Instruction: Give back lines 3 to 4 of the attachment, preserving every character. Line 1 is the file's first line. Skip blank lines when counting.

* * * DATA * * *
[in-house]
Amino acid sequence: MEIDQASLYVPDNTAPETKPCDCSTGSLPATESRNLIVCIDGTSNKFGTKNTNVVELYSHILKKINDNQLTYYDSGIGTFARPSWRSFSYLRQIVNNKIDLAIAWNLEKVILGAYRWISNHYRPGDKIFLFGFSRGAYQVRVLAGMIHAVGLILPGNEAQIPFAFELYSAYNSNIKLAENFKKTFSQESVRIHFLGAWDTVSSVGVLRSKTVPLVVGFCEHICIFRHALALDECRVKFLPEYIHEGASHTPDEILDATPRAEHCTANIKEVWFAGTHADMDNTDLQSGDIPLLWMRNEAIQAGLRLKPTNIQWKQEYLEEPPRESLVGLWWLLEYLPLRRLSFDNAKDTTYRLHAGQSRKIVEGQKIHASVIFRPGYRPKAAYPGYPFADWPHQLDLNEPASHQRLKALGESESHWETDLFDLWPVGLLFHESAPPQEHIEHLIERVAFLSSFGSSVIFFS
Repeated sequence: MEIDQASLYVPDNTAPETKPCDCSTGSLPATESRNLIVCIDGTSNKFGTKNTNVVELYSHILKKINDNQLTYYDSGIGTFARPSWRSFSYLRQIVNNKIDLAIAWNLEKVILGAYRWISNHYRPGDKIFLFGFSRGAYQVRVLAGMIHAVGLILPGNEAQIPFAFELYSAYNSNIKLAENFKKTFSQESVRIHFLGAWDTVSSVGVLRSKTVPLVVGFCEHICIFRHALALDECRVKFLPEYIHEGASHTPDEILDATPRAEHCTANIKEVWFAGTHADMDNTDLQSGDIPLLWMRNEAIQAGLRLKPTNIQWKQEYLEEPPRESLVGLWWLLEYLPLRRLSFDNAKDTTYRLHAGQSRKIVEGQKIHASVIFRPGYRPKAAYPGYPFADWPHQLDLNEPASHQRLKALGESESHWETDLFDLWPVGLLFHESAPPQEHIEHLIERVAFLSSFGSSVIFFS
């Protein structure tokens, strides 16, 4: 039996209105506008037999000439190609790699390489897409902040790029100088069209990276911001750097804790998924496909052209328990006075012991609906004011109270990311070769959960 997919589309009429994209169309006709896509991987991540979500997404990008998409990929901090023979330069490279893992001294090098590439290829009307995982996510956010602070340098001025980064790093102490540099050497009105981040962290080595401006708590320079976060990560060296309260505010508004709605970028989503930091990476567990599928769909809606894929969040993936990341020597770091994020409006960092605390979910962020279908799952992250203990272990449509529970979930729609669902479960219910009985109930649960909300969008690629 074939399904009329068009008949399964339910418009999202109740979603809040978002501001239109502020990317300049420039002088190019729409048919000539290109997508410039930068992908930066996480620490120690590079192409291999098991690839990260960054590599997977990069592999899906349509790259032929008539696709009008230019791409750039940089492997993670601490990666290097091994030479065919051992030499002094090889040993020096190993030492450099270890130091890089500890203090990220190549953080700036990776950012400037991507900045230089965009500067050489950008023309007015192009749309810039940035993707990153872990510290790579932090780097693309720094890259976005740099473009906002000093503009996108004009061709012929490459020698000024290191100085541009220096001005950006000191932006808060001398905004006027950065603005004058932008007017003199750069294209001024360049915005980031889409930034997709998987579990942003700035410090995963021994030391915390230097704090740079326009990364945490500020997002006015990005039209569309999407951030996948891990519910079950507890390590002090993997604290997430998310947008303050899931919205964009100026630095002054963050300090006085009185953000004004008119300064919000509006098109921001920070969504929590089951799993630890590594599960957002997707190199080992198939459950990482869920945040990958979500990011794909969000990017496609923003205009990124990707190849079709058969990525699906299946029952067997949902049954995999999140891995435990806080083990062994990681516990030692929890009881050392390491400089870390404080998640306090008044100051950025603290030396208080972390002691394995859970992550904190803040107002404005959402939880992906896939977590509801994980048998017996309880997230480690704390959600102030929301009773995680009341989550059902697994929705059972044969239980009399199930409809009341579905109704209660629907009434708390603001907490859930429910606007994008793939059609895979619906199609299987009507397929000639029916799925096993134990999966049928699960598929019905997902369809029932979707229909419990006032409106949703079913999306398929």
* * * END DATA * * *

Repeated sequence: MEIDQASLYVPDNTAPETKPCDCSTGSLPATESRNLIVCIDGTSNKFGTKNTNVVELYSHILKKINDNQLTYYDSGIGTFARPSWRSFSYLRQIVNNKIDLAIAWNLEKVILGAYRWISNHYRPGDKIFLFGFSRGAYQVRVLAGMIHAVGLILPGNEAQIPFAFELYSAYNSNIKLAENFKKTFSQESVRIHFLGAWDTVSSVGVLRSKTVPLVVGFCEHICIFRHALALDECRVKFLPEYIHEGASHTPDEILDATPRAEHCTANIKEVWFAGTHADMDNTDLQSGDIPLLWMRNEAIQAGLRLKPTNIQWKQEYLEEPPRESLVGLWWLLEYLPLRRLSFDNAKDTTYRLHAGQSRKIVEGQKIHASVIFRPGYRPKAAYPGYPFADWPHQLDLNEPASHQRLKALGESESHWETDLFDLWPVGLLFHESAPPQEHIEHLIERVAFLSSFGSSVIFFS
């Protein structure tokens, strides 16, 4: 039996209105506008037999000439190609790699390489897409902040790029100088069209990276911001750097804790998924496909052209328990006075012991609906004011109270990311070769959960 997919589309009429994209169309006709896509991987991540979500997404990008998409990929901090023979330069490279893992001294090098590439290829009307995982996510956010602070340098001025980064790093102490540099050497009105981040962290080595401006708590320079976060990560060296309260505010508004709605970028989503930091990476567990599928769909809606894929969040993936990341020597770091994020409006960092605390979910962020279908799952992250203990272990449509529970979930729609669902479960219910009985109930649960909300969008690629 074939399904009329068009008949399964339910418009999202109740979603809040978002501001239109502020990317300049420039002088190019729409048919000539290109997508410039930068992908930066996480620490120690590079192409291999098991690839990260960054590599997977990069592999899906349509790259032929008539696709009008230019791409750039940089492997993670601490990666290097091994030479065919051992030499002094090889040993020096190993030492450099270890130091890089500890203090990220190549953080700036990776950012400037991507900045230089965009500067050489950008023309007015192009749309810039940035993707990153872990510290790579932090780097693309720094890259976005740099473009906002000093503009996108004009061709012929490459020698000024290191100085541009220096001005950006000191932006808060001398905004006027950065603005004058932008007017003199750069294209001024360049915005980031889409930034997709998987579990942003700035410090995963021994030391915390230097704090740079326009990364945490500020997002006015990005039209569309999407951030996948891990519910079950507890390590002090993997604290997430998310947008303050899931919205964009100026630095002054963050300090006085009185953000004004008119300064919000509006098109921001920070969504929590089951799993630890590594599960957002997707190199080992198939459950990482869920945040990958979500990011794909969000990017496609923003205009990124990707190849079709058969990525699906299946029952067997949902049954995999999140891995435990806080083990062994990681516990030692929890009881050392390491400089870390404080998640306090008044100051950025603290030396208080972390002691394995859970992550904190803040107002404005959402939880992906896939977590509801994980048998017996309880997230480690704390959600102030929301009773995680009341989550059902697994929705059972044969239980009399199930409809009341579905109704209660629907009434708390603001907490859930429910606007994008793939059609895979619906199609299987009507397929000639029916799925096993134990999966049928699960598929019905997902369809029932979707229909419990006032409106949703079913999306398929």